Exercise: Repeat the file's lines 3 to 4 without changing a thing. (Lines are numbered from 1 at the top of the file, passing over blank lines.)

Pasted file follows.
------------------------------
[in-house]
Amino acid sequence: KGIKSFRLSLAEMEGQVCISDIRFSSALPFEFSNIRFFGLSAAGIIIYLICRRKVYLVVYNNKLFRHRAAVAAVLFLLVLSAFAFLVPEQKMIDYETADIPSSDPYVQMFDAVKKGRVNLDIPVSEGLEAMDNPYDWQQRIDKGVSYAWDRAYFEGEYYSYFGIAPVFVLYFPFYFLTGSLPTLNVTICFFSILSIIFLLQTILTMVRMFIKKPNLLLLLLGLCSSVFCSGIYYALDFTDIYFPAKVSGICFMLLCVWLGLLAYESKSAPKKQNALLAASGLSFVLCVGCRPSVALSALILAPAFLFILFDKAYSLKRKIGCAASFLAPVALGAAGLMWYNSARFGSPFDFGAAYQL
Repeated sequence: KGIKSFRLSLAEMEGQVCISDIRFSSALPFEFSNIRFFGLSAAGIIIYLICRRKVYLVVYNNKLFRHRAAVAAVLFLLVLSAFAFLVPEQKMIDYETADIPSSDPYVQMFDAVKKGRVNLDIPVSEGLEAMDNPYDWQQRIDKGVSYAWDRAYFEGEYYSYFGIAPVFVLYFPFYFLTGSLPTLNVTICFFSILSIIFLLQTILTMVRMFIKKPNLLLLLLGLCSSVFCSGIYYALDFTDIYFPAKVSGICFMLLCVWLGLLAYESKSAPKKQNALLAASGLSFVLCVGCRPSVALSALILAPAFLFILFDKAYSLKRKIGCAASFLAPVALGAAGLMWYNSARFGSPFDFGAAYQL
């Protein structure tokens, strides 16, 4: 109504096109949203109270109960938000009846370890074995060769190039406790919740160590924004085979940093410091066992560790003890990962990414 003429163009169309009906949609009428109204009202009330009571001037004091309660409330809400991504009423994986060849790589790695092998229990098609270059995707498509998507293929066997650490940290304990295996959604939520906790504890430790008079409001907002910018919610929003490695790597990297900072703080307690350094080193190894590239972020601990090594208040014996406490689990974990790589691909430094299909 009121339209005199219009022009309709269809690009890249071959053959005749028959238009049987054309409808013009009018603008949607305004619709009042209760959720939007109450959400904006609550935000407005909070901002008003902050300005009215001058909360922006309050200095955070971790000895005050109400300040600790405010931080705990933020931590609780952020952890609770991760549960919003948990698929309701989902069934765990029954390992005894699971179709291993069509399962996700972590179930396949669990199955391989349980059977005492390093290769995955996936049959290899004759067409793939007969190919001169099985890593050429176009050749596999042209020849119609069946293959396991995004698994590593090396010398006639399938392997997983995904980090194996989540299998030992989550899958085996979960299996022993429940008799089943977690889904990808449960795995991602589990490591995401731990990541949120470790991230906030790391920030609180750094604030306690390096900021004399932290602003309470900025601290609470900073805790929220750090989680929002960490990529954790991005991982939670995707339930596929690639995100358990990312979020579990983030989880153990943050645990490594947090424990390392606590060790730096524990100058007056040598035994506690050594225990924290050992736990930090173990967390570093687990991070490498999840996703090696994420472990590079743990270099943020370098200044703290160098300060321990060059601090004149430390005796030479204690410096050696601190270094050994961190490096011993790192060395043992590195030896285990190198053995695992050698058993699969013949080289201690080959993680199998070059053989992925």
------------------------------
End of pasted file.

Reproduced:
Repeated sequence: KGIKSFRLSLAEMEGQVCISDIRFSSALPFEFSNIRFFGLSAAGIIIYLICRRKVYLVVYNNKLFRHRAAVAAVLFLLVLSAFAFLVPEQKMIDYETADIPSSDPYVQMFDAVKKGRVNLDIPVSEGLEAMDNPYDWQQRIDKGVSYAWDRAYFEGEYYSYFGIAPVFVLYFPFYFLTGSLPTLNVTICFFSILSIIFLLQTILTMVRMFIKKPNLLLLLLGLCSSVFCSGIYYALDFTDIYFPAKVSGICFMLLCVWLGLLAYESKSAPKKQNALLAASGLSFVLCVGCRPSVALSALILAPAFLFILFDKAYSLKRKIGCAASFLAPVALGAAGLMWYNSARFGSPFDFGAAYQL
């Protein structure tokens, strides 16, 4: 109504096109949203109270109960938000009846370890074995060769190039406790919740160590924004085979940093410091066992560790003890990962990414 003429163009169309009906949609009428109204009202009330009571001037004091309660409330809400991504009423994986060849790589790695092998229990098609270059995707498509998507293929066997650490940290304990295996959604939520906790504890430790008079409001907002910018919610929003490695790597990297900072703080307690350094080193190894590239972020601990090594208040014996406490689990974990790589691909430094299909 009121339209005199219009022009309709269809690009890249071959053959005749028959238009049987054309409808013009009018603008949607305004619709009042209760959720939007109450959400904006609550935000407005909070901002008003902050300005009215001058909360922006309050200095955070971790000895005050109400300040600790405010931080705990933020931590609780952020952890609770991760549960919003948990698929309701989902069934765990029954390992005894699971179709291993069509399962996700972590179930396949669990199955391989349980059977005492390093290769995955996936049959290899004759067409793939007969190919001169099985890593050429176009050749596999042209020849119609069946293959396991995004698994590593090396010398006639399938392997997983995904980090194996989540299998030992989550899958085996979960299996022993429940008799089943977690889904990808449960795995991602589990490591995401731990990541949120470790991230906030790391920030609180750094604030306690390096900021004399932290602003309470900025601290609470900073805790929220750090989680929002960490990529954790991005991982939670995707339930596929690639995100358990990312979020579990983030989880153990943050645990490594947090424990390392606590060790730096524990100058007056040598035994506690050594225990924290050992736990930090173990967390570093687990991070490498999840996703090696994420472990590079743990270099943020370098200044703290160098300060321990060059601090004149430390005796030479204690410096050696601190270094050994961190490096011993790192060395043992590195030896285990190198053995695992050698058993699969013949080289201690080959993680199998070059053989992925």